Review Summary: Pharoahe Monch says, "GET THE FUCK UP!" (and buy this album)
What is there to say about Pharoahe Monch really? How technical of a rapper he is, how he hasn’t been very prolific over the years, or how he remains a legend after only releasing two albums? There is a lot to say about the Pharoahe, including the previous statements. The man is an extraordinarily talented rapper who’s been a part of at least 3 legendary rap albums, and has impressed anybody who’s laid their ears upon his work. Even his second studio album, Desire
, was almost an instant classic. From his days in Organized Konfusion to the aforementioned solo album, Pharoahe’s shown how hell of a great rap artist he is. In between all of it however, when he was still gaining notoriety, Pharoahe released his classic debut, Internal Affairs
. Garnering a small amount of mainstream attention with the single Simon Says, Internal Affairs generated a buzz in the underground of Rap like never before. What I’m saying is Pharoahe Monch and internal Affairs are the ***, whether you like it or not.
Opening with a 3-minute intro, Pharoahe Monch already asserts his authority over the listener. He busts lyrics of bragging and rhymes about who he is and how he’ll out rap the *** out of you. Then the album descends into Behind Closed Doors
, which is a DJ Premier-esque cut, in that the beat is bass-heavy with minimal, haunting piano above it. Pharoahe showcases his ability to flow over a multitude of beats throughout Internal Affairs, rapping over summery, pop cuts and darker, heavier tracks. Like on [i]The Next ***[/I[, where Pharoahe delivers a superb verse on a vaguely, Egyptian sounding track. It also features Busta Rhymes, who while usually good on guest verses, pretty much ruins the cut with a stuttering, awkward flow. Pharoahe could spout his chopped, jazz-influenced delivery over any track and still sound good though.
Pharoahe is a fierce lyrical machine. He never falls short of topics to rap about, whether it be the city of Queens, New York or boasting of his own abilities or even the touchy (to some) subject of rape. To quote lyrics from the aforementioned single Simon Says, “ Uptown let me see em/Notorious for the six-fives and the BM's/Heads give you beef, you put em in the mausoleum/And the *** don't start pumpin til after 12 PM/Ugnh, ignorant minds, I free em/If you tired of the same old everyday you will agree I'm,/ “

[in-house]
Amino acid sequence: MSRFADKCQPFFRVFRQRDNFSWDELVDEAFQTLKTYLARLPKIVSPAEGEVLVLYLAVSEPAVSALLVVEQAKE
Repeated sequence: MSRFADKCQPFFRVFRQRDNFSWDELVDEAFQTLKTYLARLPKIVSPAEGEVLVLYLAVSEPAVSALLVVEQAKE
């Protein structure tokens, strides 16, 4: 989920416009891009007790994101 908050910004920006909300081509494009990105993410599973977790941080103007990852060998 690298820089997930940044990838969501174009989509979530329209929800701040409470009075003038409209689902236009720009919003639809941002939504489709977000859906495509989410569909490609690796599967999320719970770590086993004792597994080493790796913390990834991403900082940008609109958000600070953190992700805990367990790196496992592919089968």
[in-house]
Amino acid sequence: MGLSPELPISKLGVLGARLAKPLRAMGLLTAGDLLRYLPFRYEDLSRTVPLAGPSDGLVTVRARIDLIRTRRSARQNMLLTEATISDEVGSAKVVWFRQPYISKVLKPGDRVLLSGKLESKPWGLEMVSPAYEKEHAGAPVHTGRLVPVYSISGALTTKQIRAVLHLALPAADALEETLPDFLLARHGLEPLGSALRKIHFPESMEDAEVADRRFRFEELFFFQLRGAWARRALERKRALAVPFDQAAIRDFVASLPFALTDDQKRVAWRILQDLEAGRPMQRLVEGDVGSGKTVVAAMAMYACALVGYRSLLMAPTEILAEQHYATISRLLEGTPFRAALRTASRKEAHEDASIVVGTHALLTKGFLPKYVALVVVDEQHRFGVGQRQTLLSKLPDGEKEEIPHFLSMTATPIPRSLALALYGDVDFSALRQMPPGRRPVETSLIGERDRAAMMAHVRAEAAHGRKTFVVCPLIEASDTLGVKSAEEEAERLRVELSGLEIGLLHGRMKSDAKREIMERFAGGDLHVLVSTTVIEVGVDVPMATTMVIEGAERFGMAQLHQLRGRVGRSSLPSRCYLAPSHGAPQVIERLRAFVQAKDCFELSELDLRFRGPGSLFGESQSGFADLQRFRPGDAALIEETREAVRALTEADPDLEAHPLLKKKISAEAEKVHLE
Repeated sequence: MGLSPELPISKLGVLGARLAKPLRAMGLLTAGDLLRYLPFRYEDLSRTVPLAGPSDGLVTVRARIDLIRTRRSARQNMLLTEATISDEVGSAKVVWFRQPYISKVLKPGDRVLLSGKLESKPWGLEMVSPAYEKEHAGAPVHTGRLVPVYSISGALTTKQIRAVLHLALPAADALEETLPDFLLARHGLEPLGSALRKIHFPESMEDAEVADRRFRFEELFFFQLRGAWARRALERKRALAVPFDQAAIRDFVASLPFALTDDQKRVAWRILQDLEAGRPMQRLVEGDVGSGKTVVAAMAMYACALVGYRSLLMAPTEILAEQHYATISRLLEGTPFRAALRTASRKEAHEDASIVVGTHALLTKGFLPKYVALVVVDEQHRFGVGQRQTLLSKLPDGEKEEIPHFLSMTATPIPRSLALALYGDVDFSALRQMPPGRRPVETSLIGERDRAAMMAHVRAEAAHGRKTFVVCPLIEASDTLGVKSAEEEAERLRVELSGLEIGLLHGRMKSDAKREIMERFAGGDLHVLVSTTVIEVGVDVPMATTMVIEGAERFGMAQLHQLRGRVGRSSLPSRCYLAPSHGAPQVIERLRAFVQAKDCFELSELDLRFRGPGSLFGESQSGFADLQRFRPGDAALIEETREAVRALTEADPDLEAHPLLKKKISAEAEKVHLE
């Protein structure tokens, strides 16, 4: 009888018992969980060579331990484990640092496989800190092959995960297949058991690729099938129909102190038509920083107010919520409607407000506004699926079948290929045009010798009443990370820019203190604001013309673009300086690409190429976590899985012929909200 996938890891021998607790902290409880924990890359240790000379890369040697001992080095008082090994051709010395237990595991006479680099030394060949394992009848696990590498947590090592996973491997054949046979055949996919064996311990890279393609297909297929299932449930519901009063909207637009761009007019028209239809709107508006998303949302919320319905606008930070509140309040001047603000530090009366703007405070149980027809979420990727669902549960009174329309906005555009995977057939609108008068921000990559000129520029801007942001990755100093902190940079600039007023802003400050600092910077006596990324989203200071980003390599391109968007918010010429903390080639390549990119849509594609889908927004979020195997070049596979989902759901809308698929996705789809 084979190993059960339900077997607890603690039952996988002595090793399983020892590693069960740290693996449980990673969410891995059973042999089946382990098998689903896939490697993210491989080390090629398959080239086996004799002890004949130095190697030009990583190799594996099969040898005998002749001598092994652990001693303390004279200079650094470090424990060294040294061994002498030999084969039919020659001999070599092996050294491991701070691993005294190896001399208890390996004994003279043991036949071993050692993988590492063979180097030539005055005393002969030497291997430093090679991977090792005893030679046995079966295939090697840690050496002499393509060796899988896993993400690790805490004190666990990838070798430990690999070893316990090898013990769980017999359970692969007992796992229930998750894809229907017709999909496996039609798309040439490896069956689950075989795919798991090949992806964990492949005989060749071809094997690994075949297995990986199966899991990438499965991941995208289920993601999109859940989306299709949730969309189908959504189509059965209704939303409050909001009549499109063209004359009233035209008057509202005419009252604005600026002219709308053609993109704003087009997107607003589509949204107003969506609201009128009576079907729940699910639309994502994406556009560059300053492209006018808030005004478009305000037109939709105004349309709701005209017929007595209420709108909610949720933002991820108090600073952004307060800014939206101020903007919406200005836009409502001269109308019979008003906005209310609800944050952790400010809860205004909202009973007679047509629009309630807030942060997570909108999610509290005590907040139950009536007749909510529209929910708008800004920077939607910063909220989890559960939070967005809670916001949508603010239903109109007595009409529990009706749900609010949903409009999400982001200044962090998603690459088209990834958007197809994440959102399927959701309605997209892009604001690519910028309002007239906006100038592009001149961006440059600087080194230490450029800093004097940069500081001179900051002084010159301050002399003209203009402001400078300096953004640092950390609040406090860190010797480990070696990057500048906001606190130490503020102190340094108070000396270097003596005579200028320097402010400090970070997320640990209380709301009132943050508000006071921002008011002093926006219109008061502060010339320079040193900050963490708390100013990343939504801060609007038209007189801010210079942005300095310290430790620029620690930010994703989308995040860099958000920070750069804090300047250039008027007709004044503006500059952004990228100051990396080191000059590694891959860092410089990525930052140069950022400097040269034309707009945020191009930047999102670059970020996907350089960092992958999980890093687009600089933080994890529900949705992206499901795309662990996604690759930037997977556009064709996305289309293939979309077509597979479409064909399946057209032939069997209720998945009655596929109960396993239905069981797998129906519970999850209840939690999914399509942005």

. Those lyrics show Pharoahe’s ability to weave complicated rhyme schemes in and out of verses while still maintaining his stuttery, spazzed-out flow. Pharoahe keeps listeners guessing with his complex word usage and complex technique.
For the most part, the guest spots are weak on Internal Affairs. It certainly does boast great selections like M.O.P., the always entertaining duo of Redman and Method Man, and the underrated Lady Luck. For every good guest spot though, there is a bad one. You’ve got the only-good-on-guest-spots-but-falls-flat-here Busta Rhymes, the ever-annoying Canibus, and the just plain garbage Sahbam Shahdeeq. Those three drop terrible verses here, some even worse than their own solo albums. Prince Po shows up for a guest spot here, but it falls flat halfway through. Pharoahe really should’ve left the album to himself, even if it wouldn’t have bolstered sales.
Internal Affairs is the dynamic between his later Gospel-influenced career and his earlier, more rap oriented style. Internal Affairs holds touches of both parts of his career, whether it be harmonized, gospel preaching in the middle of tracks or the focus on lyricism and complex rapping throughout. It ever ceases to amaze me how he can maintain himself on the mic without losing his breath or messing up a line. Internal Affairs is the proof that he is one of the best rappers to ever come out of the game. His commanding presence and dexterity are the makings of a great rapper. If Internal Affairs hasn’t caught your attention yet, I suggest you pick it up. It’s truly a post-modern classic from one of the few unique artists in a world of cookie-cutter sound-alikes. An excellent effort, 4.5/5